This is the time of year when many people find their focus, energy, and engagement at work waning. And it’s perfectly understandable; from holiday activities to less sunlight to colder weather, it’s easy to lose some steam.
But for smart leaders, this can be a great time of year to make huge strides. While your competitors are hung-over from too many holiday parties, you can use this time to leapfrog them. I, for one, find this time of year is when I make the most progress on writing my new books; while others are resting, I get writing.
But why do some people use this time to charge faster and farther while others slowly cruise the holiday party circuit? Much of the difference has to do with goals. If you have a goal for which you feel passion, urgency and maybe even a twinge of anxiety, you’ll view the holiday season as an opportunity to crank out great work. But if your goals are more of the ‘meh’ variety, you’ll exert bare minimum effort.
Unfortunately, lots of people have very ‘meh’ goals. One of my studies, called Are SMART Goals Dumb?, tracked 4,182 workers from 397 organizations to see what kind of goal-setting processes help employees achieve great things. Among dozens of findings, we discovered that only 15% of employees strongly agree that their goals will help them achieve great things. And only 13% of employees strongly agree that their goals this year will help them maximize their full potential.
That’s pretty terrible. But there were some encouraging findings. For example, people who answered Strongly Agree to the question “I can vividly picture how great it will feel when I achieve my goals” had 49% higher employee engagement than people who answered Strongly Disagree.
Think about that statistic from a leader’s perspective; if our employees vividly picture their goals, they could be 49% more engaged at work! For all the leaders reading this article, that data gives us one big managerial to-do.
More than 5,000 people have taken the online test “Do you set SMART Goals or HARD Goals?” Respondents answer nine questions about their goal setting processes, rating such factors as their emotional commitment, urgency, anxiety, number of goals and goal difficulty. One such question asks respondents to choose between these three statements:
• I use lots of visuals to describe my goal (pictures, photos, drawings, mental images, etc.).
• My goals are mostly built around numbers (like in a spreadsheet or on paper).
• I don’t generally write long descriptions of my goals (maybe just one word or one number).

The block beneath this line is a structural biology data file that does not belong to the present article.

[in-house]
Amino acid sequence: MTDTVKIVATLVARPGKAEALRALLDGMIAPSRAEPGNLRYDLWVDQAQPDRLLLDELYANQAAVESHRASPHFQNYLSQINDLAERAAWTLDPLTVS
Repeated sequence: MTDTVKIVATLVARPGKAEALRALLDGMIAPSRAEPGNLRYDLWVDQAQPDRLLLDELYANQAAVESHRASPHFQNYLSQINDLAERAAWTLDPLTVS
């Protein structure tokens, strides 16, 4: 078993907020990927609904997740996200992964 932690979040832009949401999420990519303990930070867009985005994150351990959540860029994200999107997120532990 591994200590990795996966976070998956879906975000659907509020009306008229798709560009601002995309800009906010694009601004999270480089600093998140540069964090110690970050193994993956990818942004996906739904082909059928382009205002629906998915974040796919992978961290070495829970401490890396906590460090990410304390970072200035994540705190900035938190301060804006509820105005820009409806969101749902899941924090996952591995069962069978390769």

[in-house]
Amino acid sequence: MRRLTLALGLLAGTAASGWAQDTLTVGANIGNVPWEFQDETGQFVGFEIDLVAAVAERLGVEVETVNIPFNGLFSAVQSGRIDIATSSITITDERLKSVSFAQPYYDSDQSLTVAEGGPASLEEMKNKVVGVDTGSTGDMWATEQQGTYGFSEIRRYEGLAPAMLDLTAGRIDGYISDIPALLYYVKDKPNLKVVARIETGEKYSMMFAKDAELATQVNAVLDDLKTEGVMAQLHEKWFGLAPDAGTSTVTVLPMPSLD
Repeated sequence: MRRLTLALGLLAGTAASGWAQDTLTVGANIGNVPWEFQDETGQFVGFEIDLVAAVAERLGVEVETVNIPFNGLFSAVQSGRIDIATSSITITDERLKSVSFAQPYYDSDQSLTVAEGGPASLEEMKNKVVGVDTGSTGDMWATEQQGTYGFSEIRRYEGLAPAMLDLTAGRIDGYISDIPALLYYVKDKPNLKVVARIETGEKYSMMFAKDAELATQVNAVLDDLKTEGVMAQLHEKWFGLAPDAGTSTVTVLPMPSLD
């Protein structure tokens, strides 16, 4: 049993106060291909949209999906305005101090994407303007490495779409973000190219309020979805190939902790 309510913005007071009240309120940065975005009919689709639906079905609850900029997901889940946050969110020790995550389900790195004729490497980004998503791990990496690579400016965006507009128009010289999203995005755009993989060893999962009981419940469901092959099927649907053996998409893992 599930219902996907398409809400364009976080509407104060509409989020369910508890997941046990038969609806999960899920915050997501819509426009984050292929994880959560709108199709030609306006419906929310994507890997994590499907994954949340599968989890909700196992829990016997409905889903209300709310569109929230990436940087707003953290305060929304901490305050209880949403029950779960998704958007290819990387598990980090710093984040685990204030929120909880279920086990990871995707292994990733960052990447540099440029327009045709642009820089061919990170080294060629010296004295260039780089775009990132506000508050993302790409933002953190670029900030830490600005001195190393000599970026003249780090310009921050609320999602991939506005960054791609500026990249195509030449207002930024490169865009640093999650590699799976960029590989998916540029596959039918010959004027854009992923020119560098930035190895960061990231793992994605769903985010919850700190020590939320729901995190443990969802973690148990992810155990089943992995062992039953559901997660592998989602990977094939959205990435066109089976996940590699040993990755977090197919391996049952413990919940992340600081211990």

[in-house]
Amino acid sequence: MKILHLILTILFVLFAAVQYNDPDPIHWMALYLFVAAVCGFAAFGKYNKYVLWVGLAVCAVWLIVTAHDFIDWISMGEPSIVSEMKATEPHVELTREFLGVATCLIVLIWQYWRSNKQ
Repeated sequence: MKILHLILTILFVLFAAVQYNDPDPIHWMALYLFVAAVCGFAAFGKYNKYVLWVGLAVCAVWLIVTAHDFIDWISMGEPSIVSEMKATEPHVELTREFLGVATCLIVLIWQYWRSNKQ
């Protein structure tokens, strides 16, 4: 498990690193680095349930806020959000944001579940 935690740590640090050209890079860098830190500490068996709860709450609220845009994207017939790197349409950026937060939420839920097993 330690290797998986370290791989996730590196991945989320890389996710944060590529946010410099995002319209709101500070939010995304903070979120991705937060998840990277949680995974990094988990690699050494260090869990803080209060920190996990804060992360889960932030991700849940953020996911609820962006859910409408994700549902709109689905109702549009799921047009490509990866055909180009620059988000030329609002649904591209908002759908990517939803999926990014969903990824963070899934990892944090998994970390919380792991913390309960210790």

After test-takers answer questions about their goals, they’re asked to complete a few research questions, including “How do you feel about your current job?” And when we combine those responses with the aforementioned goal question, a disturbing finding emerges.
41% of employees who use lots of visuals to describe their goals love their job. But only 32% of people whose goals are built around numbers, and 27% of those who describe their goal with one word or number, love their job.
If someone told me that people that people who use visuals to describe their goals are approximately 50% more likely to love their job than people who describe their goal with one word or number, you can bet that I’d immediately make every employee use visuals to describe their goals. (Which is exactly what I do).
If you’ve ever looked for a simple, cheap and easy way to get your employees to feel more love for their job, this is it. First, have every employee write down their goals. Describe them in as much detail as possible, including:
• Exactly what they’re going to achieve
• How they’re going to achieve it (with specific descriptions of the activities they’re going to start and stop doing)
• How they’re going to feel when their goal has been achieved
•Why this goal is important to them
Once they’ve got this detailed description of their goal, turn that into a visual. Now, this
may seem a little hokey, but it really does work. Pull out a pencil and paper and transform that detailed description into a picture. (If you really hate the idea of drawing freehand, use a graphic program or clip some images, but just note that nothing is quite as powerful as drawing your goal freehand).
And then, when you’ve got that picture, stick it on your desk and look at it every single day to remind yourself what you’re working to achieve while your competitors are out hitting the holiday party circuit.
Now, I will offer a caveat to everything I’ve just said. If your employees have been ‘killing it’ all year and they’re mentally fried, they may benefit more from an extended rest period than a big year-end push on their goals. But that means a true rest period, not dragging themselves into the office for busy work and showing up simply to while away their days. If you’re going to be at work, then be at work with visualized and robust goals. Go after those goals 100%. But if you’re going to rest up, then be out of the office and truly get rest.
Whatever you do, whether it’s resting or charging after hard goals, do it fully. But do not commit the mistakes of so many companies when they force their employees to come into the office and waste time for the next 3-4 weeks.